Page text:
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Title: Inertial control: a novel technique for in-vitro analysis of foot function
Authors: Natsakis, Tassos
Peeters, Koen
Burg, Fien
Dereymaeker, Greta
Vander Sloten, Jos
Jonkers, Ilse #
Issue Date: 10-Apr-2012
Publisher: BioMed Central Ltd.
Series Title: Journal of Foot and Ankle Research vol:5 pages:30-30
Conference: Congress of the International Foot and Ankle Biomechanics Community edition:3rd location:Sydney, Australia date:11-13 April 2012
Abstract: Background
In-vitro gait simulations have great potential, allowing a systematic analysis of the foot function. However, it is important that the loading conditions are realistic i.e. physiologic ground reaction forces (GRF). In most experiments, in-vivo measured GRF can be imposed [1, 2]. However in experimental designs that evaluate the effect of altered muscle forces on foot motion this is more complex; the effect of the altered muscle activity on the loading and kinematics cannot be taken into consideration. Therefore, we investigated the use of a new technique to simulate such cases with realistic loading conditions.
Methods
Our gait simulator simulates the activation of nine muscles (grouped in six groups), based on electromyography measurements. The forces are applied with pneumatic actuators and are measured by load-cells located between the tendons and the actuators. The set-up is able to simulate knee motion, using a motor for the horizontal and a platform under the foot for the vertical direction. The stance phase is simulated in 0.8 seconds.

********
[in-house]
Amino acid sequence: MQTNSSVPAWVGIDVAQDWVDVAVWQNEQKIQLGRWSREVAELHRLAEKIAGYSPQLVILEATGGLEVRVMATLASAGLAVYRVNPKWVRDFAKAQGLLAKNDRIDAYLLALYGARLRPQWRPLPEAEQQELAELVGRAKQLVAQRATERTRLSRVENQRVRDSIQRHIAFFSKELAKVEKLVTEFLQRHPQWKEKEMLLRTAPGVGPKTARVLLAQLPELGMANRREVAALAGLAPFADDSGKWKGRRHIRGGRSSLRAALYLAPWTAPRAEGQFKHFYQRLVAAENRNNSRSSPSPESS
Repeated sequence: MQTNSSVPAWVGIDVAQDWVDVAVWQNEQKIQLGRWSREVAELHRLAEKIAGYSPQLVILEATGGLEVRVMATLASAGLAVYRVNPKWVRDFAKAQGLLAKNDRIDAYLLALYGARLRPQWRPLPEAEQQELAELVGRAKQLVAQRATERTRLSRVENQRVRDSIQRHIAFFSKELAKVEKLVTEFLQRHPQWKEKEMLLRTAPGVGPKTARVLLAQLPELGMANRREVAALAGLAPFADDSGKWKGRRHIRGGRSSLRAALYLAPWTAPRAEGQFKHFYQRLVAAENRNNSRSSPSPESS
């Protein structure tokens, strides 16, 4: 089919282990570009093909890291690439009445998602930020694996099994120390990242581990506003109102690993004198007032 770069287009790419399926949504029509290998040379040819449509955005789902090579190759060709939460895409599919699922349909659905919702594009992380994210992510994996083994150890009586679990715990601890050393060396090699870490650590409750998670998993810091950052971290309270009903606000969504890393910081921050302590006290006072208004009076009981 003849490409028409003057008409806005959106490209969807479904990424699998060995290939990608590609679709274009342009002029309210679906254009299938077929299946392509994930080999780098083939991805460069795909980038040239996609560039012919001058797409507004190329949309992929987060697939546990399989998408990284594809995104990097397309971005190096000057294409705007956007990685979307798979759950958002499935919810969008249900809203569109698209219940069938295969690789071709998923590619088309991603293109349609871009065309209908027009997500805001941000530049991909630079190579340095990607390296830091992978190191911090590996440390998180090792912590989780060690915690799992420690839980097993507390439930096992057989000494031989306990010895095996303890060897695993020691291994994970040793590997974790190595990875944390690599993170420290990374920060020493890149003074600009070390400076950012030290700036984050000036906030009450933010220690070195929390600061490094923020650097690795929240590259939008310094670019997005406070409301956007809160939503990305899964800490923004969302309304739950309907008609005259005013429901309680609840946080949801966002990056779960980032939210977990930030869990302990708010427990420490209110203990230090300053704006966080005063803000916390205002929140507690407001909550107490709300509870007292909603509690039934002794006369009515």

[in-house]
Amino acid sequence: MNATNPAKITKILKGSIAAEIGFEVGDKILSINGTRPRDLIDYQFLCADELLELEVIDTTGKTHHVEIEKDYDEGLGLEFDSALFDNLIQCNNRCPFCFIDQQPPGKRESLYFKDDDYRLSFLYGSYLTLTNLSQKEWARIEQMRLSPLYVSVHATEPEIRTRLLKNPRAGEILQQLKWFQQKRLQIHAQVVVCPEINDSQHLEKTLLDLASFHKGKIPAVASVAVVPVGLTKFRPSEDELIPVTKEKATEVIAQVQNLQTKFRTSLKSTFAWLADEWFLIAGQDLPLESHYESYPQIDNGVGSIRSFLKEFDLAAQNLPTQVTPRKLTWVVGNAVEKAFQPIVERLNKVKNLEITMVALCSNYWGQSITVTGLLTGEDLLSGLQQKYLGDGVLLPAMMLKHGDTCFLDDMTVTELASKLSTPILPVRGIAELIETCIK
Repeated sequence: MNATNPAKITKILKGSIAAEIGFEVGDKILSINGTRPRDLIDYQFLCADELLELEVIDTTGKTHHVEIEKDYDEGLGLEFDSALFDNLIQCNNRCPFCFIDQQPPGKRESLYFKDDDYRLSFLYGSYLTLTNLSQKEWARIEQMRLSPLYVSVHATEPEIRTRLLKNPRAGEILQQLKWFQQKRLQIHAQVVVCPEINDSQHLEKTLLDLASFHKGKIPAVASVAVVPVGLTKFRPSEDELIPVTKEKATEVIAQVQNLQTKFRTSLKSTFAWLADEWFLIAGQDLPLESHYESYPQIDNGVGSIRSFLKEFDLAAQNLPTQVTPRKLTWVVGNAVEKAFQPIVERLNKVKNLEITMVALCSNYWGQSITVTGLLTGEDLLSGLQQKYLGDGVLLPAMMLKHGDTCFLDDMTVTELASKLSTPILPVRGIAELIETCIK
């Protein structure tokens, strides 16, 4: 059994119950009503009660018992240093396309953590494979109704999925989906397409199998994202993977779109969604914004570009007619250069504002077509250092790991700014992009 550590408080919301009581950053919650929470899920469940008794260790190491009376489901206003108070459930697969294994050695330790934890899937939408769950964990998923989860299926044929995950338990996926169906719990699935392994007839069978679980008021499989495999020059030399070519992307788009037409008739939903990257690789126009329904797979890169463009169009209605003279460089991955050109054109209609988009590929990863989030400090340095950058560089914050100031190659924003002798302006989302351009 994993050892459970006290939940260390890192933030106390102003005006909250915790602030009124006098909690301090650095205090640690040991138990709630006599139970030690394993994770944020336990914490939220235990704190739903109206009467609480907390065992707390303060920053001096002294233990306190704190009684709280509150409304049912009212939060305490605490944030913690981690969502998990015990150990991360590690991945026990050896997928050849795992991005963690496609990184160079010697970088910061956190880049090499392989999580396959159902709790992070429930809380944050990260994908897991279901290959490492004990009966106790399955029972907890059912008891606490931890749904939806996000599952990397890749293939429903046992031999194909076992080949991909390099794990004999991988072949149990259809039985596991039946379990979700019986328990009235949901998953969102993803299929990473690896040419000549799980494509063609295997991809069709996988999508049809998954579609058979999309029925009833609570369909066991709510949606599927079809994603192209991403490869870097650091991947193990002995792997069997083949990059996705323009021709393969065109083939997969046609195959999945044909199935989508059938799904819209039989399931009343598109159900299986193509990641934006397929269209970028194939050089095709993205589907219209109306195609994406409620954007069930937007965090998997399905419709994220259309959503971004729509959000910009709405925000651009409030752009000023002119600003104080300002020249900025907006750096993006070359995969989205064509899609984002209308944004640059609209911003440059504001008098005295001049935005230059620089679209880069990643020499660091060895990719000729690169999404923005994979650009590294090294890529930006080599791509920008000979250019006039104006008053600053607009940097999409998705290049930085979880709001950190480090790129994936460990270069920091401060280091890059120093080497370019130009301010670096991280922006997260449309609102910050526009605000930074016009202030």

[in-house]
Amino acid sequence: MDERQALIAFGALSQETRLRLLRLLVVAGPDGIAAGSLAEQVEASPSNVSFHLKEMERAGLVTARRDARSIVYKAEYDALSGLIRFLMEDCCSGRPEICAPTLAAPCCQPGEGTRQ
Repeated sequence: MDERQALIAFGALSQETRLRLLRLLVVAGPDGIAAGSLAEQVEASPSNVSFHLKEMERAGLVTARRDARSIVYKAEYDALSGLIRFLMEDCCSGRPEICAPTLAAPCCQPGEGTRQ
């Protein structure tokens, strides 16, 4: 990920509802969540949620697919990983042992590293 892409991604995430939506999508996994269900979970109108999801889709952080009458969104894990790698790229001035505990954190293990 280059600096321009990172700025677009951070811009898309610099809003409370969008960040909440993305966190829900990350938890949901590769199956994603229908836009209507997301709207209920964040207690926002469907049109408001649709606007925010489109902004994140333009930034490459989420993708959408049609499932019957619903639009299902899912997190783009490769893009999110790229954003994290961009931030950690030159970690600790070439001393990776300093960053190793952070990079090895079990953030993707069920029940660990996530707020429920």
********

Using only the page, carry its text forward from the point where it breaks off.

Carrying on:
The GRF in human gait is the sum of a static (human weight) and a dynamic part (acceleration of human mass). By applying a constant force on the platform (equal to the assumed weight of the subject), the measured GRF is the sum of the constant force and the force generated from the acceleration of the platform. This way, the kinetics are governed exclusively by the muscle activation.
Results
Four freshly frozen cadaveric specimens were used, for five measurements each. The in-vitro measured GRF was compared to in-vivo measurements (figure 1) and followed the normal pattern with an RMS error of 22%.

Conclusions
Using this method, physiological GRF were reconstructed for normal gait, by reconstructing the mechanism that generates GRF. It could be, therefore, used for pathologic gait simulations, since the mechanism is identical.
ISSN: 1757-1146
Publication status: published
KU Leuven publication type: IC
Appears in Collections:Human Movement Biomechanics Research Group
Biomechanics Section
# (joint) last author

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